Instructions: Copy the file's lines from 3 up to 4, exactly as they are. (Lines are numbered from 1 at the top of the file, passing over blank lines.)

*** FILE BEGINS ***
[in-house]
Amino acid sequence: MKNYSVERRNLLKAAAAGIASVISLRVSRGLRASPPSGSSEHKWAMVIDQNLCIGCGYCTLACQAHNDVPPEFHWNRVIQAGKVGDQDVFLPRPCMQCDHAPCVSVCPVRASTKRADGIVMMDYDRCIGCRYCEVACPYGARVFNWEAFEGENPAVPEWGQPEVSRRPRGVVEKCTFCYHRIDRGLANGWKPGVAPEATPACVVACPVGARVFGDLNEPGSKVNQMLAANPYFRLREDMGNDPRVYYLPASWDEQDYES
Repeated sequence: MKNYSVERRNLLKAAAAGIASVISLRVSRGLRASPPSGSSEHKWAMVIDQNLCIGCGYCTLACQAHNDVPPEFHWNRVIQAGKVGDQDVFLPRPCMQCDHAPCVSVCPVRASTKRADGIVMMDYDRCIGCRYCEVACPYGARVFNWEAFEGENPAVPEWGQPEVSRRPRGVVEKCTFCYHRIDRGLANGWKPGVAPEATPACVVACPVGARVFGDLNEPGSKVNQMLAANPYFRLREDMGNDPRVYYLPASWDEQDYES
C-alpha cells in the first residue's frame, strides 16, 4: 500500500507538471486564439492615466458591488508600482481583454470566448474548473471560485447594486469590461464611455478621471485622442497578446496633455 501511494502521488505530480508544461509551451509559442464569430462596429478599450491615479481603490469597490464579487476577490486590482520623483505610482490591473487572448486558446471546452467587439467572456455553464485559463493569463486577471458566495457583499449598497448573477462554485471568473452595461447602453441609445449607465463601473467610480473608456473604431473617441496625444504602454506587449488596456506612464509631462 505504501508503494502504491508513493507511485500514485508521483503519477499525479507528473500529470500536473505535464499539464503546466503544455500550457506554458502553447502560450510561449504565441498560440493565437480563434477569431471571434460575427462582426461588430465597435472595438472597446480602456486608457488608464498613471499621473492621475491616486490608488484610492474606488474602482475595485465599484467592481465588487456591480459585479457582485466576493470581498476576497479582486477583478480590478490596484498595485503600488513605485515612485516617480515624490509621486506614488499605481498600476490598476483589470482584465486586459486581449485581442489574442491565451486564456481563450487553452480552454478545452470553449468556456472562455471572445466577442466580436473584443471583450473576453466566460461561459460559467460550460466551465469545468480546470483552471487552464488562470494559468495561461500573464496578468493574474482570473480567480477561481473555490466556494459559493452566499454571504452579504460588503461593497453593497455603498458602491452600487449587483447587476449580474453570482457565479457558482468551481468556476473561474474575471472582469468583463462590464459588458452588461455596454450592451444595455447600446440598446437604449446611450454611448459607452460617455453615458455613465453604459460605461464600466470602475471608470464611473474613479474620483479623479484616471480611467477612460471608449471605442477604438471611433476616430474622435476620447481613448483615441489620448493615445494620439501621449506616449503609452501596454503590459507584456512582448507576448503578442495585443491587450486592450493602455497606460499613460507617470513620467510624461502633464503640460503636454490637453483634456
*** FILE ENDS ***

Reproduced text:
Repeated sequence: MKNYSVERRNLLKAAAAGIASVISLRVSRGLRASPPSGSSEHKWAMVIDQNLCIGCGYCTLACQAHNDVPPEFHWNRVIQAGKVGDQDVFLPRPCMQCDHAPCVSVCPVRASTKRADGIVMMDYDRCIGCRYCEVACPYGARVFNWEAFEGENPAVPEWGQPEVSRRPRGVVEKCTFCYHRIDRGLANGWKPGVAPEATPACVVACPVGARVFGDLNEPGSKVNQMLAANPYFRLREDMGNDPRVYYLPASWDEQDYES
C-alpha cells in the first residue's frame, strides 16, 4: 500500500507538471486564439492615466458591488508600482481583454470566448474548473471560485447594486469590461464611455478621471485622442497578446496633455 501511494502521488505530480508544461509551451509559442464569430462596429478599450491615479481603490469597490464579487476577490486590482520623483505610482490591473487572448486558446471546452467587439467572456455553464485559463493569463486577471458566495457583499449598497448573477462554485471568473452595461447602453441609445449607465463601473467610480473608456473604431473617441496625444504602454506587449488596456506612464509631462 505504501508503494502504491508513493507511485500514485508521483503519477499525479507528473500529470500536473505535464499539464503546466503544455500550457506554458502553447502560450510561449504565441498560440493565437480563434477569431471571434460575427462582426461588430465597435472595438472597446480602456486608457488608464498613471499621473492621475491616486490608488484610492474606488474602482475595485465599484467592481465588487456591480459585479457582485466576493470581498476576497479582486477583478480590478490596484498595485503600488513605485515612485516617480515624490509621486506614488499605481498600476490598476483589470482584465486586459486581449485581442489574442491565451486564456481563450487553452480552454478545452470553449468556456472562455471572445466577442466580436473584443471583450473576453466566460461561459460559467460550460466551465469545468480546470483552471487552464488562470494559468495561461500573464496578468493574474482570473480567480477561481473555490466556494459559493452566499454571504452579504460588503461593497453593497455603498458602491452600487449587483447587476449580474453570482457565479457558482468551481468556476473561474474575471472582469468583463462590464459588458452588461455596454450592451444595455447600446440598446437604449446611450454611448459607452460617455453615458455613465453604459460605461464600466470602475471608470464611473474613479474620483479623479484616471480611467477612460471608449471605442477604438471611433476616430474622435476620447481613448483615441489620448493615445494620439501621449506616449503609452501596454503590459507584456512582448507576448503578442495585443491587450486592450493602455497606460499613460507617470513620467510624461502633464503640460503636454490637453483634456